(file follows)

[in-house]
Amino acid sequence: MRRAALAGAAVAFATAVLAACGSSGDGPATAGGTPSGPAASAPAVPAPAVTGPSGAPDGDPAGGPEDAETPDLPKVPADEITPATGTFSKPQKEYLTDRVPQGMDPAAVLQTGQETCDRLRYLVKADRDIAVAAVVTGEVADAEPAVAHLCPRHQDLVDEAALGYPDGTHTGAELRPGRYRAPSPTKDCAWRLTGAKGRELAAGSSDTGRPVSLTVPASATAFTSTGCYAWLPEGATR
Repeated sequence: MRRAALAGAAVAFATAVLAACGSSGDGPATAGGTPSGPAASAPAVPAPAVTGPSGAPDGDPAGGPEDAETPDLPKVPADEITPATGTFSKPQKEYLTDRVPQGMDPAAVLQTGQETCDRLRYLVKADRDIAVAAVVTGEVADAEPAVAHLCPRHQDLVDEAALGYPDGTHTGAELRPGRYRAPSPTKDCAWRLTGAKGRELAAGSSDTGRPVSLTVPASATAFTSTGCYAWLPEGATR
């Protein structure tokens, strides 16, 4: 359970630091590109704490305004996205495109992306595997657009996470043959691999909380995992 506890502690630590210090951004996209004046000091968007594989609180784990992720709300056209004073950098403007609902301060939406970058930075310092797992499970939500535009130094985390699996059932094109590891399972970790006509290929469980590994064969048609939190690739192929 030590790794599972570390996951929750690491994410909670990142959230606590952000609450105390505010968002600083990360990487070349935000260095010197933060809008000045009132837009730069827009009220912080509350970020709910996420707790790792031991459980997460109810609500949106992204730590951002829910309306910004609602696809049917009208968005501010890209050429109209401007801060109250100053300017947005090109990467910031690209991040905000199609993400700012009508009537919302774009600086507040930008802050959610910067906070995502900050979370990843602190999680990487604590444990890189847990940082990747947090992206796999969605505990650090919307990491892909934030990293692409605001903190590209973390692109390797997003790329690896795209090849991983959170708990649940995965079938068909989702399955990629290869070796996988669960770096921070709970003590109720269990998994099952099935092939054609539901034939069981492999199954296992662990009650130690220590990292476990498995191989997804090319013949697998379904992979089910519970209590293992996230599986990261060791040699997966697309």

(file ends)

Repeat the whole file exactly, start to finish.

[in-house]
Amino acid sequence: MRRAALAGAAVAFATAVLAACGSSGDGPATAGGTPSGPAASAPAVPAPAVTGPSGAPDGDPAGGPEDAETPDLPKVPADEITPATGTFSKPQKEYLTDRVPQGMDPAAVLQTGQETCDRLRYLVKADRDIAVAAVVTGEVADAEPAVAHLCPRHQDLVDEAALGYPDGTHTGAELRPGRYRAPSPTKDCAWRLTGAKGRELAAGSSDTGRPVSLTVPASATAFTSTGCYAWLPEGATR
Repeated sequence: MRRAALAGAAVAFATAVLAACGSSGDGPATAGGTPSGPAASAPAVPAPAVTGPSGAPDGDPAGGPEDAETPDLPKVPADEITPATGTFSKPQKEYLTDRVPQGMDPAAVLQTGQETCDRLRYLVKADRDIAVAAVVTGEVADAEPAVAHLCPRHQDLVDEAALGYPDGTHTGAELRPGRYRAPSPTKDCAWRLTGAKGRELAAGSSDTGRPVSLTVPASATAFTSTGCYAWLPEGATR
């Protein structure tokens, strides 16, 4: 359970630091590109704490305004996205495109992306595997657009996470043959691999909380995992 506890502690630590210090951004996209004046000091968007594989609180784990992720709300056209004073950098403007609902301060939406970058930075310092797992499970939500535009130094985390699996059932094109590891399972970790006509290929469980590994064969048609939190690739192929 030590790794599972570390996951929750690491994410909670990142959230606590952000609450105390505010968002600083990360990487070349935000260095010197933060809008000045009132837009730069827009009220912080509350970020709910996420707790790792031991459980997460109810609500949106992204730590951002829910309306910004609602696809049917009208968005501010890209050429109209401007801060109250100053300017947005090109990467910031690209991040905000199609993400700012009508009537919302774009600086507040930008802050959610910067906070995502900050979370990843602190999680990487604590444990890189847990940082990747947090992206796999969605505990650090919307990491892909934030990293692409605001903190590209973390692109390797997003790329690896795209090849991983959170708990649940995965079938068909989702399955990629290869070796996988669960770096921070709970003590109720269990998994099952099935092939054609539901034939069981492999199954296992662990009650130690220590990292476990498995191989997804090319013949697998379904992979089910519970209590293992996230599986990261060791040699997966697309």